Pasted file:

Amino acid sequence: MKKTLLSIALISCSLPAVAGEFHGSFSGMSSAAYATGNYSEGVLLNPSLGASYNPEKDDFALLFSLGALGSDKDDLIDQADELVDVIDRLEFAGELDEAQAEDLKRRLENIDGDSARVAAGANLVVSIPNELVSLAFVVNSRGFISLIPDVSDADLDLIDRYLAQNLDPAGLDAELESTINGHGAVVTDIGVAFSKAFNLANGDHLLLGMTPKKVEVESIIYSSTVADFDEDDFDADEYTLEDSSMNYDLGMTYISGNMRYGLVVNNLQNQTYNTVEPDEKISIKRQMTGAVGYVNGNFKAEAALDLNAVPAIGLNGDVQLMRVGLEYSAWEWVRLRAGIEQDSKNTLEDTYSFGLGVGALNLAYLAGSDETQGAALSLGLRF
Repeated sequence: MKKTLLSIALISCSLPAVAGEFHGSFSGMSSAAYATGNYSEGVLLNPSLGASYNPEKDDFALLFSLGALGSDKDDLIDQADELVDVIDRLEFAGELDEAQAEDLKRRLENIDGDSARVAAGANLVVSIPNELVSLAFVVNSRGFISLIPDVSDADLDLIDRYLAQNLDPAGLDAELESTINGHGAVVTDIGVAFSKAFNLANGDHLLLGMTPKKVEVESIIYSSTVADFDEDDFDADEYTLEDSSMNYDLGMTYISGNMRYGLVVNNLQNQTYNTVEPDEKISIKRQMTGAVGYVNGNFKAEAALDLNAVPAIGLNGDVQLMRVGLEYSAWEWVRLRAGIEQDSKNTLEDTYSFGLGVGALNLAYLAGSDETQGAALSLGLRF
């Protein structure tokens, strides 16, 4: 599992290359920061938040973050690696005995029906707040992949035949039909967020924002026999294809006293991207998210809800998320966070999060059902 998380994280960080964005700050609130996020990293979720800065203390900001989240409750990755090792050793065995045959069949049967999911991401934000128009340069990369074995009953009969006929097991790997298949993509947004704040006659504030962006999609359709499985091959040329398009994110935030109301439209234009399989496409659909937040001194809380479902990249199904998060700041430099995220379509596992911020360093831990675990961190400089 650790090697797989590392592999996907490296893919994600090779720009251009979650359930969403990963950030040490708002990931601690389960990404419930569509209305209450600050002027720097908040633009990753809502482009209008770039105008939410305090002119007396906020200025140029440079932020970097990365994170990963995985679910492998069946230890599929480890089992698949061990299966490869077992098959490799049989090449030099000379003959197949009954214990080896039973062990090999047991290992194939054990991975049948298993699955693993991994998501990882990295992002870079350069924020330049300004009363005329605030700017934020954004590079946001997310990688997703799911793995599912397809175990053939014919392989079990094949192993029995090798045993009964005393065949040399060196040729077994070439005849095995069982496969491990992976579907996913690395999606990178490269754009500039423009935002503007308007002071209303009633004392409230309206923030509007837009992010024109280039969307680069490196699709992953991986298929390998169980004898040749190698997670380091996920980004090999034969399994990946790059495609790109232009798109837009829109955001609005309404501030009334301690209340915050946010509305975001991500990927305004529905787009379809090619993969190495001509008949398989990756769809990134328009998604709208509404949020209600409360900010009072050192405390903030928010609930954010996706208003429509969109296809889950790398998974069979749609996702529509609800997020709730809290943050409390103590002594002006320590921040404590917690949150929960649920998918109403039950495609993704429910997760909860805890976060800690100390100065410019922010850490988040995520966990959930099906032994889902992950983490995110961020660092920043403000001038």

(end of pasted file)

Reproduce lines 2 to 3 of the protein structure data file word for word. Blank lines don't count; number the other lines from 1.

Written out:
Repeated sequence: MKKTLLSIALISCSLPAVAGEFHGSFSGMSSAAYATGNYSEGVLLNPSLGASYNPEKDDFALLFSLGALGSDKDDLIDQADELVDVIDRLEFAGELDEAQAEDLKRRLENIDGDSARVAAGANLVVSIPNELVSLAFVVNSRGFISLIPDVSDADLDLIDRYLAQNLDPAGLDAELESTINGHGAVVTDIGVAFSKAFNLANGDHLLLGMTPKKVEVESIIYSSTVADFDEDDFDADEYTLEDSSMNYDLGMTYISGNMRYGLVVNNLQNQTYNTVEPDEKISIKRQMTGAVGYVNGNFKAEAALDLNAVPAIGLNGDVQLMRVGLEYSAWEWVRLRAGIEQDSKNTLEDTYSFGLGVGALNLAYLAGSDETQGAALSLGLRF
């Protein structure tokens, strides 16, 4: 599992290359920061938040973050690696005995029906707040992949035949039909967020924002026999294809006293991207998210809800998320966070999060059902 998380994280960080964005700050609130996020990293979720800065203390900001989240409750990755090792050793065995045959069949049967999911991401934000128009340069990369074995009953009969006929097991790997298949993509947004704040006659504030962006999609359709499985091959040329398009994110935030109301439209234009399989496409659909937040001194809380479902990249199904998060700041430099995220379509596992911020360093831990675990961190400089 650790090697797989590392592999996907490296893919994600090779720009251009979650359930969403990963950030040490708002990931601690389960990404419930569509209305209450600050002027720097908040633009990753809502482009209008770039105008939410305090002119007396906020200025140029440079932020970097990365994170990963995985679910492998069946230890599929480890089992698949061990299966490869077992098959490799049989090449030099000379003959197949009954214990080896039973062990090999047991290992194939054990991975049948298993699955693993991994998501990882990295992002870079350069924020330049300004009363005329605030700017934020954004590079946001997310990688997703799911793995599912397809175990053939014919392989079990094949192993029995090798045993009964005393065949040399060196040729077994070439005849095995069982496969491990992976579907996913690395999606990178490269754009500039423009935002503007308007002071209303009633004392409230309206923030509007837009992010024109280039969307680069490196699709992953991986298929390998169980004898040749190698997670380091996920980004090999034969399994990946790059495609790109232009798109837009829109955001609005309404501030009334301690209340915050946010509305975001991500990927305004529905787009379809090619993969190495001509008949398989990756769809990134328009998604709208509404949020209600409360900010009072050192405390903030928010609930954010996706208003429509969109296809889950790398998974069979749609996702529509609800997020709730809290943050409390103590002594002006320590921040404590917690949150929960649920998918109403039950495609993704429910997760909860805890976060800690100390100065410019922010850490988040995520966990959930099906032994889902992950983490995110961020660092920043403000001038």